Presidential debate and Mitt Romney with his ‘binders full of women’ demonstrate the assumptions that short change both men and women when it comes to flexible work

Morra Aarons-Mele (@morraam) wrote a great article in the Huffington Post discussing the Presidential debate and Mitt Romneys response to a question posed by Katherine Fenton in relation to pay equity. I’ve been suffering from ‘flu for the last ten days ( I know, it was awful – I felt like I was dying!) so the actual story passed me by until I found twitter ablaze with ‘bindersfullofwomen’ tags and comments. Morra’s article explains the scenario (in case, like me, you missed it) but also points out that Mitt Romney’s asssertion that if we want women to work when they have children we are going to have to be more flexible actually reveals the bias (unconscious or otherwise) and assumptions that do both sexes a huge disservice. As Morra says, a recent study the Work Institute found that men are spending more time with their families and experiencing increased frustration with conflicts between work and family. This is not a great surprise. At Lexington Gray we have consistently found that more than a third of lawyers registering with us for flexible work are men and that, increasingly, parents are sharing the burden of childcare. While flexible work is one tool that will help more women to reach the top of their chosen profession it is absolutely NOT a female issue. With an aging population I believe we’ll see a steady increase in the number of people that need to work flexibly to balance their caring responsibilites for both the generation above and the generation below and when it comes to elder care, we don’t have the usual stereotypes to fall back on to determine who’s responsiblity it is to do the lion’s share of the caring.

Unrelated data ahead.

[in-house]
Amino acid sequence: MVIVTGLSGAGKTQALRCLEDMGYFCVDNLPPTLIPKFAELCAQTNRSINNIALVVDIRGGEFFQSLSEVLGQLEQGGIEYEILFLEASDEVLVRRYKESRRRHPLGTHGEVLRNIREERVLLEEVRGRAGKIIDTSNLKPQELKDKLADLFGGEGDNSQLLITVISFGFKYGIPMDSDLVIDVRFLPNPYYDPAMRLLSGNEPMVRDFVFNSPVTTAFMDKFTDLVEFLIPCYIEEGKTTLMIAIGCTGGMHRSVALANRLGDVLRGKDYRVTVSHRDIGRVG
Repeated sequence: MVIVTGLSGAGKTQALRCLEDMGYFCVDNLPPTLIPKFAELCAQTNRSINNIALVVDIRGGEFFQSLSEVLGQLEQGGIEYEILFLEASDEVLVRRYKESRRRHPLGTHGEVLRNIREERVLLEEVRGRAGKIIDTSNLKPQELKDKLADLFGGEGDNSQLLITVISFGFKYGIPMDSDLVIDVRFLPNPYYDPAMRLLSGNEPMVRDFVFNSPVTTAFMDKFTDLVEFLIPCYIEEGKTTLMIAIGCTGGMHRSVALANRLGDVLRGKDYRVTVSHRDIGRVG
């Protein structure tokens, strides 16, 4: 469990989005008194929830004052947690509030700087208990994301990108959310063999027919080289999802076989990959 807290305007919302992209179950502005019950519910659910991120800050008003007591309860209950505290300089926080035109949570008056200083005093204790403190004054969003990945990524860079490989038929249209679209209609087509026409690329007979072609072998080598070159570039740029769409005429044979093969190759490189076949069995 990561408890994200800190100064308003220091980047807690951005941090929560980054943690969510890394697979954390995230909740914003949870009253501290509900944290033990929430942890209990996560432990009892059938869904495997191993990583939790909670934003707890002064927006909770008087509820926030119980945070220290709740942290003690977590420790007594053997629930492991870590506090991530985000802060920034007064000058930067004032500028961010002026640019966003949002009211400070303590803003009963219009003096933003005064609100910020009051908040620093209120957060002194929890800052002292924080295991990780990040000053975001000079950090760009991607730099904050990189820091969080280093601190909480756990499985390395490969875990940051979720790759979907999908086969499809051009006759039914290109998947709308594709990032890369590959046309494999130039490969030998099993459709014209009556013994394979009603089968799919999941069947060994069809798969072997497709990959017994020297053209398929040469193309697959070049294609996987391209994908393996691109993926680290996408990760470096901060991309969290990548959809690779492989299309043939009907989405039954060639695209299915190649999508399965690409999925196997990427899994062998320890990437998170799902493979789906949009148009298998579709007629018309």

Read Morra’s article – she puts it better than me.

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